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29 April 2016

One big jigsaw puzzle…Part 1: Flat gilded sheet

So for the last few months we have been pretty quiet as we have been busy completing work so that we may fully catalogue all of the sword related material that is present in the Hoard. Now that is finished, we have been able to turn our hands and heads to the enigma of the many silver and silver gilt fragments we have found in the hoard.

This assemblage consists of hundreds of small to medium sized fragments in different thicknesses. Some of this is gilded on one side and may be either flat or shapely in its appearance. With so many fragments, it is impossible to work out how it relates to any of the other objects, so re-assemblage is needed to make sense of it all.

Figure 1: Some of the Silver- Gilt flat sheet material

So how do you start trying to piece together all of the hundreds of fragments….

Firstly it was a case of identifying similar material in terms of thickness and sometimes visual appearance of the gilded side. This meant that we could tackle the mass of material in much smaller groups and be more successful in finding join edges. Once the material was separated out, we enlisted additional help through our conservation club volunteers….

Figure 2: Susan Hull, Conservation Volunteer

Hello, I’m Susan, Staffordshire Hoard Documentation volunteer. On an average day I work front of house at Birmingham Museum & Art Gallery and Thinktank as a Museum Enabler. On my days off, I step behind the scenes into the corridors of the Conservation department, where over a year ago I began volunteering, firstly for the Civic Silver Project, before moving to work with the Staffordshire Hoard Project.  I have always had a great interest and respect for objects and the stories they can reveal to us. So far, this project has enabled me to see the most intimate details on the surface of these tiny almost forgotten fragments of metal. The process of joining some of these pieces together gives me great insight and experience in the practise of conservation and is really exciting to see the puzzle growing – I feel incredibly privileged!

Figure 3: Fragments of flat metal sheet

Initially I was given a box, full of little boxes, which contained very small fragments of flat sheet metal. Before anything else, I needed to check the pieces were all numbered and correctly documented. I then began to start joining the pieces that had already been identified as most likely to fit together. This way I learnt what to look for. With the naked eye, it is possible to approximate possible joins – by looking at the shape, thickness, surface colour or deterioration. Then, through the microscope, this can be confirmed if ripped edges align, or if there is a continuation between pieces of tiny surface marks.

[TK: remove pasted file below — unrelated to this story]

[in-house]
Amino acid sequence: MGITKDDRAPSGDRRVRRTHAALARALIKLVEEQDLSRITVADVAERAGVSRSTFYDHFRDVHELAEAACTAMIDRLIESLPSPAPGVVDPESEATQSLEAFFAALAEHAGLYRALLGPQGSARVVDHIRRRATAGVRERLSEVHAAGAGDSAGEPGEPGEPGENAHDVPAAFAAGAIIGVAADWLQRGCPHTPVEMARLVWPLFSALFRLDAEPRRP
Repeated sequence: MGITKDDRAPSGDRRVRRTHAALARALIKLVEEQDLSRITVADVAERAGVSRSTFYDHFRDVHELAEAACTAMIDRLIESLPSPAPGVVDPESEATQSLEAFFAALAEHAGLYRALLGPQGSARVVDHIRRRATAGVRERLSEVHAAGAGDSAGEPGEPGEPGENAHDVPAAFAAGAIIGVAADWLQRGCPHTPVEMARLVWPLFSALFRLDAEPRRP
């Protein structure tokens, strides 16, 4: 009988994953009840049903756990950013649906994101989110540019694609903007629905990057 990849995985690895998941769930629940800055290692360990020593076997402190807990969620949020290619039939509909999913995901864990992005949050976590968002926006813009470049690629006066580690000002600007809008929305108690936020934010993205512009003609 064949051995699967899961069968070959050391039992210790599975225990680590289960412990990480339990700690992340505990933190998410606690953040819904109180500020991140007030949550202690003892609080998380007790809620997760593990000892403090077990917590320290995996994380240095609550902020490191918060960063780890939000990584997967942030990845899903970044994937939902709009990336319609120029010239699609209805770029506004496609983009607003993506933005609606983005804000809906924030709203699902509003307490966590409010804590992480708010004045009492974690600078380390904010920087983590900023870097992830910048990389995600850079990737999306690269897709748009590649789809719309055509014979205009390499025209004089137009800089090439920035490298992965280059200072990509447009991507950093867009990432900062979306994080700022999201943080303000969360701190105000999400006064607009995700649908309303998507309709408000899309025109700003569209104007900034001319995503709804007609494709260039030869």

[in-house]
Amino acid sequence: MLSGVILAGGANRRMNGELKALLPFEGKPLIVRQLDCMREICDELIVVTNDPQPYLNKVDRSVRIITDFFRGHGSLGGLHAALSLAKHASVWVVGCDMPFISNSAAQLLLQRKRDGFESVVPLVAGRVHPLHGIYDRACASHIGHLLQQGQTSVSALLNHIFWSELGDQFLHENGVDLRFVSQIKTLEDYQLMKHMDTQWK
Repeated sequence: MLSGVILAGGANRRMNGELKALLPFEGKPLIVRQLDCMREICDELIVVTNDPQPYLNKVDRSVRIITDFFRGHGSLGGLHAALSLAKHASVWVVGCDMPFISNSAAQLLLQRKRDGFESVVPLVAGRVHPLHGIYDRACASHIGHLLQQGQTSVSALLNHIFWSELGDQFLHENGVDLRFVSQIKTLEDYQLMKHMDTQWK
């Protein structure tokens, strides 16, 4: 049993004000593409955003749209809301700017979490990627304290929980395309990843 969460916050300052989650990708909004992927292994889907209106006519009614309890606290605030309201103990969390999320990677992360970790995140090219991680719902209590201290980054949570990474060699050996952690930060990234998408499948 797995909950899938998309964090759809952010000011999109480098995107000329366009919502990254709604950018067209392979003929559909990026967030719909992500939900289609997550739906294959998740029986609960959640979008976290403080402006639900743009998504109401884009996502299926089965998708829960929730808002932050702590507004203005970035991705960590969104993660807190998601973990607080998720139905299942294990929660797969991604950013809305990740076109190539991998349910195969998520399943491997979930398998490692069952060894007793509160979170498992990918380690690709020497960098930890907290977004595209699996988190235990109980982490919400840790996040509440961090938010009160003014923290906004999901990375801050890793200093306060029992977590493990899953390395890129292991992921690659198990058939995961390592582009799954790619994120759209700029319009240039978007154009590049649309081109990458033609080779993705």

For example, in the image below you can clearly see an incision line across the surface of fragments that runs parallel to the edge of the emerging object. As you can see to the left of the image, the position of the breakage has divided a circular piercing, which made it easier to identify the joining piece. The darker colouring or staining also assisted in the identification and reconstruction process.

Figure 4: Parts of the sheet metal reconstructed

As the piece was reconstructed, a corner has begun to reveal itself. The border staining and piercings may indicate the method of attaching the item to something else such as reeded strip. It’s possible that the staining and incised line may indicate the width of the material which was used so we may be able to associate this with some of the reeded strip from the hoard.

Figure 5: Sheet metal with an interesting features – rectangular hole and the straight polishing scratch marks across surface.

The metal in the fragments of Fig. 5 were thicker, and perceptibly heavier, than other fragments I have been looking at. Visually, the colouration seems golden, with darker streaks running parallel to one another. Again, we can see an incision line across the lower fragment. We can also see scratch marks – some look like straight polishing marks, and others appear less purposeful in their creation. Most interesting though, is the emergence of a rectangular hole.

Figure 6: Sheet metal with tool marks

The group of fragments in Fig. 6 have a similar weightiness to those in Fig 5. If you look closely at this final image, the centre fragment reveals some of the makers’ tiny chisel-like tool marks.

Kayleigh Fuller, Staffordshire Hoard Conservator, and Susan Hull, Staffordshire Hoard Documentation Volunteer